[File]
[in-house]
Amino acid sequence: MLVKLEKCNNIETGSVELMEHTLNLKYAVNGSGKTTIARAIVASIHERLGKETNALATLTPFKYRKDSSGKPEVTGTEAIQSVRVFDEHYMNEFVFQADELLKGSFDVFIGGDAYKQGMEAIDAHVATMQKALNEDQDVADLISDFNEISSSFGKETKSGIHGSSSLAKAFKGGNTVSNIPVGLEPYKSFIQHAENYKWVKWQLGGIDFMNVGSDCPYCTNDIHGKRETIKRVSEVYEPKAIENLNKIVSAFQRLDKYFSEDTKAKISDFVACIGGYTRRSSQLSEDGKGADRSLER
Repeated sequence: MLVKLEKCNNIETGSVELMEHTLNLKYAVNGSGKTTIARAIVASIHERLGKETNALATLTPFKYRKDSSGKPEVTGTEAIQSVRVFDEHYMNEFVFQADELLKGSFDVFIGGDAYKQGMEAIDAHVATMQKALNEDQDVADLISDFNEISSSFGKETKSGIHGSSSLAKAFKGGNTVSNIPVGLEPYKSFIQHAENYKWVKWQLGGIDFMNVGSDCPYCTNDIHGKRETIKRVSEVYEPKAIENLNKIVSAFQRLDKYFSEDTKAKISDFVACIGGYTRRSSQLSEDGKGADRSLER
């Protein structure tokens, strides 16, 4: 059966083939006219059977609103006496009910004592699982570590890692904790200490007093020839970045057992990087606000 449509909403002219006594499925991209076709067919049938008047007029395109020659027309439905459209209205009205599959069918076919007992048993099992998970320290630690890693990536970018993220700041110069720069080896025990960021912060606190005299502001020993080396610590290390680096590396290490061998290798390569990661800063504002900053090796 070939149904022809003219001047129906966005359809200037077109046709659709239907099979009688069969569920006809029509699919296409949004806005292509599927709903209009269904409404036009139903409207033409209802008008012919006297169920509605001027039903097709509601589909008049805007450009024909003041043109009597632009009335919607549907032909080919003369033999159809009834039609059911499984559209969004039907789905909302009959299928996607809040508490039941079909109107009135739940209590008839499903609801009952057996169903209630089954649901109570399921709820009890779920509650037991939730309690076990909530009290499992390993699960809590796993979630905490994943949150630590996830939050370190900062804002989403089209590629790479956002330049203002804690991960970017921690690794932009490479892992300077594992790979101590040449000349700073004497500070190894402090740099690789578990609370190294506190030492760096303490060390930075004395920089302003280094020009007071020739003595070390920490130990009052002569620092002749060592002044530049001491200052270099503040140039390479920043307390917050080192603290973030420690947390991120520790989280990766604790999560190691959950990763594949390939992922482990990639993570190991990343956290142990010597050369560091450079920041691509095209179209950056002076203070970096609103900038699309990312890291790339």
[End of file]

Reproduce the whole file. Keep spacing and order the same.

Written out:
[in-house]
Amino acid sequence: MLVKLEKCNNIETGSVELMEHTLNLKYAVNGSGKTTIARAIVASIHERLGKETNALATLTPFKYRKDSSGKPEVTGTEAIQSVRVFDEHYMNEFVFQADELLKGSFDVFIGGDAYKQGMEAIDAHVATMQKALNEDQDVADLISDFNEISSSFGKETKSGIHGSSSLAKAFKGGNTVSNIPVGLEPYKSFIQHAENYKWVKWQLGGIDFMNVGSDCPYCTNDIHGKRETIKRVSEVYEPKAIENLNKIVSAFQRLDKYFSEDTKAKISDFVACIGGYTRRSSQLSEDGKGADRSLER
Repeated sequence: MLVKLEKCNNIETGSVELMEHTLNLKYAVNGSGKTTIARAIVASIHERLGKETNALATLTPFKYRKDSSGKPEVTGTEAIQSVRVFDEHYMNEFVFQADELLKGSFDVFIGGDAYKQGMEAIDAHVATMQKALNEDQDVADLISDFNEISSSFGKETKSGIHGSSSLAKAFKGGNTVSNIPVGLEPYKSFIQHAENYKWVKWQLGGIDFMNVGSDCPYCTNDIHGKRETIKRVSEVYEPKAIENLNKIVSAFQRLDKYFSEDTKAKISDFVACIGGYTRRSSQLSEDGKGADRSLER
């Protein structure tokens, strides 16, 4: 059966083939006219059977609103006496009910004592699982570590890692904790200490007093020839970045057992990087606000 449509909403002219006594499925991209076709067919049938008047007029395109020659027309439905459209209205009205599959069918076919007992048993099992998970320290630690890693990536970018993220700041110069720069080896025990960021912060606190005299502001020993080396610590290390680096590396290490061998290798390569990661800063504002900053090796 070939149904022809003219001047129906966005359809200037077109046709659709239907099979009688069969569920006809029509699919296409949004806005292509599927709903209009269904409404036009139903409207033409209802008008012919006297169920509605001027039903097709509601589909008049805007450009024909003041043109009597632009009335919607549907032909080919003369033999159809009834039609059911499984559209969004039907789905909302009959299928996607809040508490039941079909109107009135739940209590008839499903609801009952057996169903209630089954649901109570399921709820009890779920509650037991939730309690076990909530009290499992390993699960809590796993979630905490994943949150630590996830939050370190900062804002989403089209590629790479956002330049203002804690991960970017921690690794932009490479892992300077594992790979101590040449000349700073004497500070190894402090740099690789578990609370190294506190030492760096303490060390930075004395920089302003280094020009007071020739003595070390920490130990009052002569620092002749060592002044530049001491200052270099503040140039390479920043307390917050080192603290973030420690947390991120520790989280990766604790999560190691959950990763594949390939992922482990990639993570190991990343956290142990010597050369560091450079920041691509095209179209950056002076203070970096609103900038699309990312890291790339």